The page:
When Ducktails became an unwitting posterchild for the rise of chillwave, Matt Mondanile started to bristle. The Ducktails leader —and guitarist in New Jersey janglers Real Estate— felt trapped in an eternal summer; a sonic world of washed-out waves and beach-bummer vibes.
In response, Ducktails has become something else entirely: a five-piece band (at least in their press shots) leaving behind those familiar lo-fi shores in search of stages bigger, brighter, more nocturnal, and possibly even in winter.
Though The Flower Lane —the fourth album Mondanile has released in his Ducktails guise— kicks off with "Ivy Covered House," a piece of prime, picturesque jangle whose chiming guitars, lingering melancholy, and autumnal air will be plenty familiar for those who've spent many lovelorned Days listening to Real Estate. But, thereafter, there's little so in keeping with Mondanile's past, little that sounds like either Real Estate's chiming indie-pop nor Ducktails' wonky, hazy, cruisey tunes.
Killing Them Soft(-Rocking)ly
With the members of power-pop outfit Big Troubles (another band from New Jersey) as his backing, Mondanile has made a radical change with The Flower Lane. The LP comes steeped in the slick indie of the early-'80s, operating under the influence of Orange Juice, Aztec Camera, and Prefab Sprout. It's smooth, seductive, sultry, and at times funky; all adjectives that've been unused to describe Mondanile's output thus far.
There's the 2013-ish doses of synthesizers playing all manner of faux-exotic presets, and the guitars —aside from a few moments— largely eschew the classical, Marr-esque jangle of the past, instead lingering in long notes of evocative, seductive wah. Oh, and there's plenty of saxophone; enough to bring back memories of 2011: Year of the Saxophone.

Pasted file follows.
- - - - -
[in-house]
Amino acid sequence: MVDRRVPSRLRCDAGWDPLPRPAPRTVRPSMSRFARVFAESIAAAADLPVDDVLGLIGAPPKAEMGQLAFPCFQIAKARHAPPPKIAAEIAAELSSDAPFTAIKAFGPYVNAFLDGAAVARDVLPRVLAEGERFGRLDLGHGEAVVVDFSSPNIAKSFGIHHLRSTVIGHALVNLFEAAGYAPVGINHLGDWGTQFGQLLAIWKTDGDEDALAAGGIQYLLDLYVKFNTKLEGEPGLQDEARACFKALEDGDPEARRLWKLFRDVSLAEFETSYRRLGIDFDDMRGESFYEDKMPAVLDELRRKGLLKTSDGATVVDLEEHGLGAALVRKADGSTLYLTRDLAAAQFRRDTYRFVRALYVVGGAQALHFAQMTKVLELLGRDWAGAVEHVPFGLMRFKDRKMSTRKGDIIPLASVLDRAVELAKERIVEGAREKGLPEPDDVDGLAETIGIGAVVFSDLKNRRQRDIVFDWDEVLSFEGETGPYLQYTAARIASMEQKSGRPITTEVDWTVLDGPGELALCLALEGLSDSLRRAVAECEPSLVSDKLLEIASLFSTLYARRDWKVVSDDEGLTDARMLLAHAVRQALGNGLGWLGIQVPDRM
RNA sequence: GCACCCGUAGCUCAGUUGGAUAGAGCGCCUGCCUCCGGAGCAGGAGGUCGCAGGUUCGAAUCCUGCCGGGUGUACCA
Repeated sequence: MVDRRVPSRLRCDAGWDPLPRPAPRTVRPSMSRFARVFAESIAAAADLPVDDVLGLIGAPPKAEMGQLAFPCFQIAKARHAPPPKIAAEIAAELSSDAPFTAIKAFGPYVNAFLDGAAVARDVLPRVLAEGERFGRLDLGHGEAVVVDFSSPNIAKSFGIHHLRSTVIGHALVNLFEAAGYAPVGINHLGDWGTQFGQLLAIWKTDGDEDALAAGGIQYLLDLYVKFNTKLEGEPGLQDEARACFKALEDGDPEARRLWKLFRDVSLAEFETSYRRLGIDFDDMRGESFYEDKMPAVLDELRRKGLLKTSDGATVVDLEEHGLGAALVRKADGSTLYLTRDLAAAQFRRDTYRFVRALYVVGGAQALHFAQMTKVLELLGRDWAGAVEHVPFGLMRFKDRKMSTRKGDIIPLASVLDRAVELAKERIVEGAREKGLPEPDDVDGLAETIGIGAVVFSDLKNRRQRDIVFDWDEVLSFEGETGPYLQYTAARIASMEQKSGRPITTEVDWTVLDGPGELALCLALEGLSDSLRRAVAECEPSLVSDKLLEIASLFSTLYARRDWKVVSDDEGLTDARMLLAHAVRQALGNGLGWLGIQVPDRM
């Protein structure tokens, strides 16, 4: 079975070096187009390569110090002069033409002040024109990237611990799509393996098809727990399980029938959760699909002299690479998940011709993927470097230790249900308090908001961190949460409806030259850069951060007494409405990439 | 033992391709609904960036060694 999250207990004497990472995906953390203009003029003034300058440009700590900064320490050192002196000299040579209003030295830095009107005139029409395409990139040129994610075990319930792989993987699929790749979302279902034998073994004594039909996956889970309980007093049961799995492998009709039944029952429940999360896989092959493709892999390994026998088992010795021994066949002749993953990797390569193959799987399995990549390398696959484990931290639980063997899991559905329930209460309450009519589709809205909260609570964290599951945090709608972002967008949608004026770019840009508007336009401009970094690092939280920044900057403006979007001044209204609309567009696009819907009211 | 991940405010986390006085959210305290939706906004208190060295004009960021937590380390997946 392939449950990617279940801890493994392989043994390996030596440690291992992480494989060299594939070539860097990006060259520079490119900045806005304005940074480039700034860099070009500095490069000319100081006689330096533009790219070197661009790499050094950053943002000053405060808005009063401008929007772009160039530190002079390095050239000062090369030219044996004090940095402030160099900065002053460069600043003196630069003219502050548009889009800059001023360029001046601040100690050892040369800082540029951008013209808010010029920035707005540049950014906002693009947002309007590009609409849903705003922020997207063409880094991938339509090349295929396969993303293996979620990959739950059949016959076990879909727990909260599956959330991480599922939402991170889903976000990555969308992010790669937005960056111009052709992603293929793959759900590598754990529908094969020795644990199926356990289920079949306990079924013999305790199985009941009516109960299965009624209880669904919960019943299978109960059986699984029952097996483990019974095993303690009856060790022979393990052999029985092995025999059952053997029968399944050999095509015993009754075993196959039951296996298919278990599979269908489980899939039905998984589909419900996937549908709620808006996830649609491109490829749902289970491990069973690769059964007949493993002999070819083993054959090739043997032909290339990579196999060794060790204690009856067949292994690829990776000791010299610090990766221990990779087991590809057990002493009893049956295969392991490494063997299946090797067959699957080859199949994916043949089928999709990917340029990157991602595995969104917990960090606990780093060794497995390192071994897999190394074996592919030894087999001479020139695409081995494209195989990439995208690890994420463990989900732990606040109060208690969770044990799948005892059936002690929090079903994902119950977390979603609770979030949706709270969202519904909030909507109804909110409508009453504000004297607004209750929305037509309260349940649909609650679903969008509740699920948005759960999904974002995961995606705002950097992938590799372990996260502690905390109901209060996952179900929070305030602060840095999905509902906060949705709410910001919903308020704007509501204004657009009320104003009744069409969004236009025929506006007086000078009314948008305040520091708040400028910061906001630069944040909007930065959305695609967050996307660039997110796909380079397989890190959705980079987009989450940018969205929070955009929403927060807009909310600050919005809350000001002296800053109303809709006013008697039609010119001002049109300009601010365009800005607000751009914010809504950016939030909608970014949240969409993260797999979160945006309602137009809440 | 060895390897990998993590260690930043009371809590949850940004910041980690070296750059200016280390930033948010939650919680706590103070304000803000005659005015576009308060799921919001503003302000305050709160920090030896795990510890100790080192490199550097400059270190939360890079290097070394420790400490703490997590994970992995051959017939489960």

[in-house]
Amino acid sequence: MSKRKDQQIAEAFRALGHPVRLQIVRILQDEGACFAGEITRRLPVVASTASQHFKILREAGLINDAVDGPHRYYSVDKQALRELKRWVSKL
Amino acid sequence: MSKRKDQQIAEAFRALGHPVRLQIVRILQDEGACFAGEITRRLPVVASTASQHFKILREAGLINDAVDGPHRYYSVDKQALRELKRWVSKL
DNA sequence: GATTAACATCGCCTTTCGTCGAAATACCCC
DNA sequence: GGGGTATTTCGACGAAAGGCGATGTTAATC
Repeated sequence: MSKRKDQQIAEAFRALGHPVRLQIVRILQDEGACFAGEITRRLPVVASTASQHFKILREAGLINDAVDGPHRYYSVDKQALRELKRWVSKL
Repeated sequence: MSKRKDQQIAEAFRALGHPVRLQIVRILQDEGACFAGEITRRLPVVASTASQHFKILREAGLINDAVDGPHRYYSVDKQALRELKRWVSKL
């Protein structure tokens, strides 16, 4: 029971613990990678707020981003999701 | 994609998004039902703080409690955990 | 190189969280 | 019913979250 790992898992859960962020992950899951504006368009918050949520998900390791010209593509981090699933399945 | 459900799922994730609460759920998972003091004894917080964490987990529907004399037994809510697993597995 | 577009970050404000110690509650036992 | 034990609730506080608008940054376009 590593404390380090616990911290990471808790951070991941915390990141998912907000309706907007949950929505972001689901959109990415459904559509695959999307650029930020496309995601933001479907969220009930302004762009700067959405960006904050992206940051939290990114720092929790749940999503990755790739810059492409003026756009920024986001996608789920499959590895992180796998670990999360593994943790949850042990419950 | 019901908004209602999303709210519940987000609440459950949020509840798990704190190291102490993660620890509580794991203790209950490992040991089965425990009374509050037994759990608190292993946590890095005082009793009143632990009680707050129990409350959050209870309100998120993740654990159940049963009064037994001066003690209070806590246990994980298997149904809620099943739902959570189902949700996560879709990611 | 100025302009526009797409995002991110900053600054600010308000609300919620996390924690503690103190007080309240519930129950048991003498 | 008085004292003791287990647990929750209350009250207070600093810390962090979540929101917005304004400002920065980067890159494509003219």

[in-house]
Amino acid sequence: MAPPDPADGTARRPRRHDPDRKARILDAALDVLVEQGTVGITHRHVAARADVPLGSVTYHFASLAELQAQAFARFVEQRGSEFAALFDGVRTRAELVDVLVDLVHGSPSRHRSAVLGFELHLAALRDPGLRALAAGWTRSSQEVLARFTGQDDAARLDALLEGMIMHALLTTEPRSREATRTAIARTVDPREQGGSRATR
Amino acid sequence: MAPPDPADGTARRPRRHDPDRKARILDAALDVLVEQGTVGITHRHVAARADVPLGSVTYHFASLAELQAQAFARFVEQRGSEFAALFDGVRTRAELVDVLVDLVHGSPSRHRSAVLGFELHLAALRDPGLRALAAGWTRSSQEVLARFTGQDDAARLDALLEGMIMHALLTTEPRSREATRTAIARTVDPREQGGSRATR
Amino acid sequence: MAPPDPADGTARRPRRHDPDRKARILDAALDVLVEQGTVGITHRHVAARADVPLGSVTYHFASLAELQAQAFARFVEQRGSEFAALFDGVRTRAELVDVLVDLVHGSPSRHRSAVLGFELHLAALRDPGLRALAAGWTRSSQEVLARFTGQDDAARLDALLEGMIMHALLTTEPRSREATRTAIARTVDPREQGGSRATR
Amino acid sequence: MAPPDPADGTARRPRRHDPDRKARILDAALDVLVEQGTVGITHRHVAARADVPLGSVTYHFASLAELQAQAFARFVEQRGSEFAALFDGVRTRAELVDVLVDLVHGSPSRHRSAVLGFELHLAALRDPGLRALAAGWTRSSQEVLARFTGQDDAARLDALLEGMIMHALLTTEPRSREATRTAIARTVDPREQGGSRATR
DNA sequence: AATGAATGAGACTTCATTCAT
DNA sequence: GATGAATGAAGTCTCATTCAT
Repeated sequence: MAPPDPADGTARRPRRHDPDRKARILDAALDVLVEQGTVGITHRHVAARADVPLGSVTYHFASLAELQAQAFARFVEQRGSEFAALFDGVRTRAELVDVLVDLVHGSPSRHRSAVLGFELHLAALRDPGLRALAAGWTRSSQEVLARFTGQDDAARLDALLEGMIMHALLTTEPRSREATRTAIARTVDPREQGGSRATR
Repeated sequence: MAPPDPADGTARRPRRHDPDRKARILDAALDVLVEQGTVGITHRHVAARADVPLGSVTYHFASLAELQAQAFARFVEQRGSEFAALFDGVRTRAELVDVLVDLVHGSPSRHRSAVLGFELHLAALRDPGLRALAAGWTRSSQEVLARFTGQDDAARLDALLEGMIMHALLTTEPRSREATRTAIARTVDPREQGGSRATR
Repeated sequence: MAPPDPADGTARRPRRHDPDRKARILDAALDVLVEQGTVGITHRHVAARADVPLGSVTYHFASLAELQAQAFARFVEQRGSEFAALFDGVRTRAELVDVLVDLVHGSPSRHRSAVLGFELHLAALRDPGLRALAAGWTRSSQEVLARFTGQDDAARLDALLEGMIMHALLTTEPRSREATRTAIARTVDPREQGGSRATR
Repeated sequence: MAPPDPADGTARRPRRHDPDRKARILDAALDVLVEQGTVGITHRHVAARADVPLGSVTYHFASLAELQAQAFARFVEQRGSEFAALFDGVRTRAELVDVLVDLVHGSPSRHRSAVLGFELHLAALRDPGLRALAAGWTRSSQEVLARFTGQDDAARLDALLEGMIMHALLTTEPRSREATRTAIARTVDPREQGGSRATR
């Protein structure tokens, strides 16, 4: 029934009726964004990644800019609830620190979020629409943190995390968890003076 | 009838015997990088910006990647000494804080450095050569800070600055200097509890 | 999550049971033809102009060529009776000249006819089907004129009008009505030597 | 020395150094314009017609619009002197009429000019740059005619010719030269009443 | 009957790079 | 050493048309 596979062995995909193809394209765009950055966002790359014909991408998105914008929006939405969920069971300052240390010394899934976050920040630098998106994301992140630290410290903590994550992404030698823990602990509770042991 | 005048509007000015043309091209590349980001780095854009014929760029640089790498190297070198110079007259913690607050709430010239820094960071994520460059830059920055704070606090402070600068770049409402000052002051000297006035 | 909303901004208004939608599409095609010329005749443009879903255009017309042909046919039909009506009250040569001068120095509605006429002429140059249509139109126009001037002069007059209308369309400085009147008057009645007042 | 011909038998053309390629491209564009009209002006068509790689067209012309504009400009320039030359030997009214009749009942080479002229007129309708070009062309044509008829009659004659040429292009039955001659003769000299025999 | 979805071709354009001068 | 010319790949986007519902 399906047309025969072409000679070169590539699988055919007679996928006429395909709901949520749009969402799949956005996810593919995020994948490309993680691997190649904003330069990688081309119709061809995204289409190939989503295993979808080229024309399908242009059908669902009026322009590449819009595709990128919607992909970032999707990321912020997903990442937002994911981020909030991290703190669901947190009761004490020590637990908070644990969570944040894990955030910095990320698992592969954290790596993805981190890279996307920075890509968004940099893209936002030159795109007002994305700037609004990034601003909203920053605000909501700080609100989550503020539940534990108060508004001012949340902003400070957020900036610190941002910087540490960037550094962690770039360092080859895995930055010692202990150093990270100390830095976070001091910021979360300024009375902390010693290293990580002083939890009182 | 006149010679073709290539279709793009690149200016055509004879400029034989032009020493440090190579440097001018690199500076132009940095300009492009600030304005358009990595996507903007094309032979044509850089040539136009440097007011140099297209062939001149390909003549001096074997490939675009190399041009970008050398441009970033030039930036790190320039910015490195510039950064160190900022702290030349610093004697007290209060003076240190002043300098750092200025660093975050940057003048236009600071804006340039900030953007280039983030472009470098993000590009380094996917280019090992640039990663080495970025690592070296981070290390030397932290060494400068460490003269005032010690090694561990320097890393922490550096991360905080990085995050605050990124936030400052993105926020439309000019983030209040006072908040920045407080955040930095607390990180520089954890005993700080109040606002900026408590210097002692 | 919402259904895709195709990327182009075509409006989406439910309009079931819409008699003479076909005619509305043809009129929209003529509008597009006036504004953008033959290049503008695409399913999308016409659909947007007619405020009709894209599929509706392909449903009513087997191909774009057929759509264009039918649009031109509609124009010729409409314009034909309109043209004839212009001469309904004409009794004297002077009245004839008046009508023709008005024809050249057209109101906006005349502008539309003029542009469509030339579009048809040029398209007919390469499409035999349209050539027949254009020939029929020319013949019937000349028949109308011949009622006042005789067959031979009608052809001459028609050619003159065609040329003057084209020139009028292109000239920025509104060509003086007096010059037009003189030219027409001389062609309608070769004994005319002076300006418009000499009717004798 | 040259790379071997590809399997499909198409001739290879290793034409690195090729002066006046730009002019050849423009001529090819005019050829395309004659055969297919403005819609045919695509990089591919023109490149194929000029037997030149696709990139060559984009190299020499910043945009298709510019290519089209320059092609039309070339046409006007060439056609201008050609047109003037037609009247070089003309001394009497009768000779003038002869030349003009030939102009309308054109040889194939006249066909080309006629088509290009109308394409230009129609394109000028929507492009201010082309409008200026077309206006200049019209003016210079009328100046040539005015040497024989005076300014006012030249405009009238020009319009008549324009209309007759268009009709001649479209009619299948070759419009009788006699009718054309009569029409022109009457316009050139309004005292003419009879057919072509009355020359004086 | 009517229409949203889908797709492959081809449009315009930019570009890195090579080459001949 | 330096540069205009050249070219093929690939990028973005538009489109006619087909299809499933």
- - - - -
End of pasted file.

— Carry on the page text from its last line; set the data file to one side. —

Beyond the presence of Big Troubles, Mondanile opens up his once-one-man-in-his-bedroom project even moreso: Software nerds Ford & Lopatin on hand for authentic soft-rock vibes, Madeline Follin of Cults and Jessa Farkas of Future Shuttle having key guest-vocal spots. Each occupies the other half of a duet; Farkas and Big Trouble bro Ian Drennan crooning, breathily, across the languorous "Letter of Intent," Follin rousing Mondanile from his slumber in the sensual "Sedan Magic."
Those two duets are the two least-Ducktailsy moments on the record —"Letter of Intent" is a duet between two people who aren't Mondanile, after all— and, symbolically, they're also the best. And that stands symbolic of the whole endeavor. A reinvention like this could've gone badly, inspiring a backlash from fans for abandoning all that they'd come to love. Instead, the results are so good they suggest The Flower Lane could easily be a breakout record; the disc on which Mondanile's 'other' band becomes every bit as beloved, and big, as Real Estate.
Release Date: January 29, 2013